Spring Frittata With Kale, Shallots and Tomatoes

Photo by Helana Brigman -- Start the day with a filling Spring Frittata With Kale, Shallots and Tomatoes. Show caption
Photo by Helana Brigman -- Start the day with a filling Spring Frittata With Kale, Shallots and Tomatoes.

Advocate-tested recipe

Spring Frittata With Kale, Shallots and Tomatoes

Serves 4. Recipe is by Helana Brigman.

Cooking oil, such as vegetable or olive

1 cup kale, roughly chopped

2 small shallots, peeled and thinly sliced

1 cup cherry tomatoes, halved

6 eggs, beaten

1/2 cup milk (whole is best, but I’ve used skim)

Salt and pepper, to taste

1 clove garlic, minced or pressed

1⁄ 3 cup Parmesan cheese, grated

1⁄ 3 cup mozzarella cheese, shredded

1. Preheat oven to 350 degrees and lightly oil a pre-seasoned, 10-inch cast-iron skillet (I used olive oil here). Prep ingredients: roughly chop kale, thinly slice shallots and halve cherry tomatoes. Beat eggs together with the milk and season with salt and pepper. Set aside.

2. Over medium heat, sauté the kale and shallots until the greens have wilted and the onions are tender and beginning to brown (about 4 to 6 minutes). Throw in halved tomatoes and sauté 2 to 4 minutes more or until skin has puckered and tomatoes have begun to cook down. Add garlic and mix to combine, cooking until fragrant (about 30 seconds).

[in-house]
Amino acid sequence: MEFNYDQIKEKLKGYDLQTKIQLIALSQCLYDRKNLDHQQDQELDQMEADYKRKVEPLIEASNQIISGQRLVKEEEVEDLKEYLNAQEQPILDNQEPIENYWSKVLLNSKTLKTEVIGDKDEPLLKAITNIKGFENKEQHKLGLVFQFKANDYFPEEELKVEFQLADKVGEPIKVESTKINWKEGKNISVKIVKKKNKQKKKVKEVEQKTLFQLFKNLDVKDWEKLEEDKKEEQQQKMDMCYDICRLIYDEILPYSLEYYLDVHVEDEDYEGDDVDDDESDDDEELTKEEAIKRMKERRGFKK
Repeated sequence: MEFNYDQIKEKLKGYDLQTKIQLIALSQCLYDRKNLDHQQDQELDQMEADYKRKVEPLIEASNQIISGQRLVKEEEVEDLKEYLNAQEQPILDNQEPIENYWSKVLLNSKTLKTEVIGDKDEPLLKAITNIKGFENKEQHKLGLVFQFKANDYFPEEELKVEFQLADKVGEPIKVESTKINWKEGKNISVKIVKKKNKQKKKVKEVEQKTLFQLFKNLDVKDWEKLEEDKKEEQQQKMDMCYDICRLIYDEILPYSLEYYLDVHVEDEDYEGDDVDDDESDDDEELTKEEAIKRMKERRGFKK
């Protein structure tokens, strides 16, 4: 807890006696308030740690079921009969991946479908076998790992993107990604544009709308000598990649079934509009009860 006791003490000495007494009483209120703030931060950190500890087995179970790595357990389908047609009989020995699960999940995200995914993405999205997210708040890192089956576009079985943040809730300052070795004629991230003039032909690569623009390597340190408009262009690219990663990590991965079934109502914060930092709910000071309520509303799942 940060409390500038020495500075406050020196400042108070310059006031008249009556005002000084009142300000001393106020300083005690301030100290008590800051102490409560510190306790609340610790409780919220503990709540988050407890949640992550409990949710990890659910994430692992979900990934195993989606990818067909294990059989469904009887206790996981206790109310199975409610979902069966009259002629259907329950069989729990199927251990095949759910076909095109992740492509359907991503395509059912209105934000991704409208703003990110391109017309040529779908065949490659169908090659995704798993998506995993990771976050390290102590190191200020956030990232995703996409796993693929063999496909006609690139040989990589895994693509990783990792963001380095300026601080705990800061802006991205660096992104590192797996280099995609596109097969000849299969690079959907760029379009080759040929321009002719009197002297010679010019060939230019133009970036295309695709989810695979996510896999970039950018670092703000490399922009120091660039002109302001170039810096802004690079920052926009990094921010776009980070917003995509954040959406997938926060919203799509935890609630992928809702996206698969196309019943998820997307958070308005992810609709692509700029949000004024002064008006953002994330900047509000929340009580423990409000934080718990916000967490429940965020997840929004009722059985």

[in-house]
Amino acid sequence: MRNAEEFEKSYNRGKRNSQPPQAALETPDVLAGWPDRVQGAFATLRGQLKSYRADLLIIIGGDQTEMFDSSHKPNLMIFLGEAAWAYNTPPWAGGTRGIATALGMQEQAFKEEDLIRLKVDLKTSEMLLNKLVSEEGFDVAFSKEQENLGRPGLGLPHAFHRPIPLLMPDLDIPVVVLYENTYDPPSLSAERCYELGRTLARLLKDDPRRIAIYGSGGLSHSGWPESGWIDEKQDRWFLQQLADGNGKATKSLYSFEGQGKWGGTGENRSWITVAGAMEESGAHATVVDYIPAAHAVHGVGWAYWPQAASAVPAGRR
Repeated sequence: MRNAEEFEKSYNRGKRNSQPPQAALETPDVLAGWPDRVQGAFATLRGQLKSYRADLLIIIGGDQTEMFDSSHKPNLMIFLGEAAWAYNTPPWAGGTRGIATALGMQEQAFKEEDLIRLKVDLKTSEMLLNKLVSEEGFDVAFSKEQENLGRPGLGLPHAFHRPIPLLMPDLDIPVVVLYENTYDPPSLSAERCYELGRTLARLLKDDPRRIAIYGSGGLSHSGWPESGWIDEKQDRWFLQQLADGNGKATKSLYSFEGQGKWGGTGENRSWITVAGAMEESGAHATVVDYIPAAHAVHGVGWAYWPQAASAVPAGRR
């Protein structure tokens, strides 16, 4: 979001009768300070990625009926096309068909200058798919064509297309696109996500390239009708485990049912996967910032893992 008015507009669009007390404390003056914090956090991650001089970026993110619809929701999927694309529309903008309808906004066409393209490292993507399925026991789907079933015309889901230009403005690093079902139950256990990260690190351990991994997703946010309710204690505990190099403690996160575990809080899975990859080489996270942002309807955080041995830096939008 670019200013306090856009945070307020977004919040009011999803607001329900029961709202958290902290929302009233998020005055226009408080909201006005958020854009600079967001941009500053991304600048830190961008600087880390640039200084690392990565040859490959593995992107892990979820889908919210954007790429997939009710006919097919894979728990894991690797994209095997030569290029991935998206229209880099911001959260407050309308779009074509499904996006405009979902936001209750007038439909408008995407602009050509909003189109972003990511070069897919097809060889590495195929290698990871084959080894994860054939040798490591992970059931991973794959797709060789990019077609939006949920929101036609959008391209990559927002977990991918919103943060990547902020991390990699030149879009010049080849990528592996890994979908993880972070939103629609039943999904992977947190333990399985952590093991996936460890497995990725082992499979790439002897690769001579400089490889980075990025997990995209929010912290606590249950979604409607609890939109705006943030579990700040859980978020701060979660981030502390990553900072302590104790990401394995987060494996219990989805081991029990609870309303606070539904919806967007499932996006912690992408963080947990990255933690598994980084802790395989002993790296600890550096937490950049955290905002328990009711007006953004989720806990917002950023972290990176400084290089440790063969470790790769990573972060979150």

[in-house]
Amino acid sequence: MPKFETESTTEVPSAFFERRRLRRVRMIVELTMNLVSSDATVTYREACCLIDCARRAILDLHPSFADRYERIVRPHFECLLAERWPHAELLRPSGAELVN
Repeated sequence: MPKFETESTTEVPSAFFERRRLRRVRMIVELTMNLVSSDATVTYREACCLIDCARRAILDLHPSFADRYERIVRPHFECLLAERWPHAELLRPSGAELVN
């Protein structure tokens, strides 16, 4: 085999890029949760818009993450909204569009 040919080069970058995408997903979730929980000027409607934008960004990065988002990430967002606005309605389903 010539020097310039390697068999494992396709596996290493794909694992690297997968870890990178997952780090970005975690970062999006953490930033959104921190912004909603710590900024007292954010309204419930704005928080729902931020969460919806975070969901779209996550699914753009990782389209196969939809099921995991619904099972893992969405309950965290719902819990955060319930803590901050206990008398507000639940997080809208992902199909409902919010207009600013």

3. Pour egg mixture over sautéed vegetables, stirring to incorporate the eggs. Sprinkle with cheese and season with salt and pepper to taste. Stir one last time.

4. To cook frittata, use one of these two options: Immediately transfer the skillet to oven and bake for about 15 minutes or when a knife comes out clean and dish has set. To speed things up, continue to cook the dish on the stove-top until halfway set, then transfer skillet to broiler at medium heat and cooked until set (stove times will vary). Remove skillet from oven and rest for several minutes before serving. Serves 4 to 6.

Note: The frittatas, an Italian omelette, can be made a variety of ways. My mother always cooked her frittatas on the stove-top in a nonstick skillet, sliding them gracefully onto a plate when she was done. Other variations suggest you stick with the cast-iron skillet, but cook the frittata until it’s halfway set before transferring it to the broiler or oven. Here, I transfer the dish to the oven, kick back and relax once I’ve added the eggs. My technique ensures that heat distributes more evenly with savory results that do not dry out (an issue that can occur without a skilled hand in the first two techniques).